Low-Carbohydrate Diets and All-Cause and Cause-Specific Mort

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stuward
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Low-Carbohydrate Diets and All-Cause and Cause-Specific Mort

Post by stuward » Fri Sep 10, 2010 1:28 pm

Low-Carbohydrate Diets and All-Cause and Cause-Specific Mortality

Conclusion: A low-carbohydrate diet based on animal sources was associated with higher all-cause mortality in both men and women, whereas a vegetable-based low-carbohydrate diet was associated with lower all-cause and cardiovascular disease mortality rates.

http://www.annals.org/content/153/5/289.abstract

According to this recent study, it looks like we're all going to die.

*** BULLS#!T. ***

http://rawfoodsos.com/2010/09/08/brand- ... n-trouble/

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Post by Jebus » Fri Sep 10, 2010 2:56 pm

Well, were all going to die anyway... What a stupid study.

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Post by stuward » Fri Sep 10, 2010 3:10 pm

It is a stupid study but the scary part is that, as usual, most just read the conclusion from the abstract and then repeat it. Then it becomes "Truth" and those of us that know better have less of a voice and are considered "nuts". Read some of the comments and check the names out. It's a who's who of the online low-carb community.

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Post by Rik-Blades » Fri Sep 10, 2010 4:28 pm

Top Class!! Nice find Stu, finally a study that clearly (and very kindly!) provides the data, so it can be shot to pieces!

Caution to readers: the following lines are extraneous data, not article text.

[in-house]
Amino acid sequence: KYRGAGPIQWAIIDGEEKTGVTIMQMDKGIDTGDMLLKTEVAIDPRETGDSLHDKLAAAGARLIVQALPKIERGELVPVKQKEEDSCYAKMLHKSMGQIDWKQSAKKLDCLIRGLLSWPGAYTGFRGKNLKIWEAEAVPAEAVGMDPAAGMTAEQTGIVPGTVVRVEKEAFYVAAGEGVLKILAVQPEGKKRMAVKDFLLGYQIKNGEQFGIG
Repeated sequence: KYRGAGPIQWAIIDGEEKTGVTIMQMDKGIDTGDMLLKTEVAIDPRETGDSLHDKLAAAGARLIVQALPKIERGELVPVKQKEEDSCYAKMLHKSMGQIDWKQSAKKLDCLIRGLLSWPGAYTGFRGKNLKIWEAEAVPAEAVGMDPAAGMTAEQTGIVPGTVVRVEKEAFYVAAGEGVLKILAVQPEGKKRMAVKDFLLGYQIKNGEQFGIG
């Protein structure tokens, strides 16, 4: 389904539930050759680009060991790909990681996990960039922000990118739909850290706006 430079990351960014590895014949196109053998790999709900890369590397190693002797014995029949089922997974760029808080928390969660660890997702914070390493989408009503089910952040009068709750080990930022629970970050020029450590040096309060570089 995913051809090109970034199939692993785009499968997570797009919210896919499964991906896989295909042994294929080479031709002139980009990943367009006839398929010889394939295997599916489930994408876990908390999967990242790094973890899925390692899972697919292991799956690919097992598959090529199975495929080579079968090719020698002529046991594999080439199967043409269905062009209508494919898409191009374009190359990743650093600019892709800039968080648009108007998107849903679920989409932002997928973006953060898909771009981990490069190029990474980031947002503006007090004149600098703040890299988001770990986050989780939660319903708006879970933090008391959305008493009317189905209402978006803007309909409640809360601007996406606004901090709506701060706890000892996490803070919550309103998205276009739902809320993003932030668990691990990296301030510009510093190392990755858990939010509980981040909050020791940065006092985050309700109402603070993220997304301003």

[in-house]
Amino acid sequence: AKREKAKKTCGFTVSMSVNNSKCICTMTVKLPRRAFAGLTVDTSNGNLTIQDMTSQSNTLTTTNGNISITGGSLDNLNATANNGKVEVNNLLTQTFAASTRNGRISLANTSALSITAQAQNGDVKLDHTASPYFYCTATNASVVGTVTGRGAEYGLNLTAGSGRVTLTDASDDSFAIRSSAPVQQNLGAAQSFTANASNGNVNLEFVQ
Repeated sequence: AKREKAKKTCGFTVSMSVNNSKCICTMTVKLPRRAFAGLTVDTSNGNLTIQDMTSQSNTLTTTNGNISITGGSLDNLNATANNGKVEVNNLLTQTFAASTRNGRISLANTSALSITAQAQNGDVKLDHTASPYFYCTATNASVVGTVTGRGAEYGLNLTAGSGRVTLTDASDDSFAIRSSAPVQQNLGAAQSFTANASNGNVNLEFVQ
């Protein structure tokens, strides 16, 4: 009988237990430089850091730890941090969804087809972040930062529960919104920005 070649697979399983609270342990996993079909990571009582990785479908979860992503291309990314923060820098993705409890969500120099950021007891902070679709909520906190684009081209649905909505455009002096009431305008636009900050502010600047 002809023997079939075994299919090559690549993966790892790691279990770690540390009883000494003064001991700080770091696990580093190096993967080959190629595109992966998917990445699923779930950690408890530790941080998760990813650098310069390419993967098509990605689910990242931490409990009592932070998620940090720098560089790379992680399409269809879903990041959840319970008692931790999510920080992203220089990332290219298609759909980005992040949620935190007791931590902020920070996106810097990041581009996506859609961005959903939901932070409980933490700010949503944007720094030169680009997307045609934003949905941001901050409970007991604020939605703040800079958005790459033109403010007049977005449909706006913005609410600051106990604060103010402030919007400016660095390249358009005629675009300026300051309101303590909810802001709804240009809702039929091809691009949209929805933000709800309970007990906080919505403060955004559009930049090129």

Should be added to the sticky's.

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Post by frogbyte » Sat Sep 11, 2010 10:44 am

That ties in with that other recent article link speculating that half-assed low carb was useless. That wasn't a study of low carb, it was a study of half-assedness.

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Post by ApolytonGP » Sat Sep 11, 2010 11:56 am

Philosophy comment:

Obviously, you shouldn't let a single study break you of a previous belief, since there are so many studies and so many ways they can be wrong and even so many confounding factors. That said, an opposing study ought to at least open your mind to the possibility that a previous belief was mistaken. so many here, seem to think in terms of good guys and bad guys (paleo and starting strnegth with a barbell are the good guys), rather than of being really curious about the science of training and even what areas are very much still up in the air.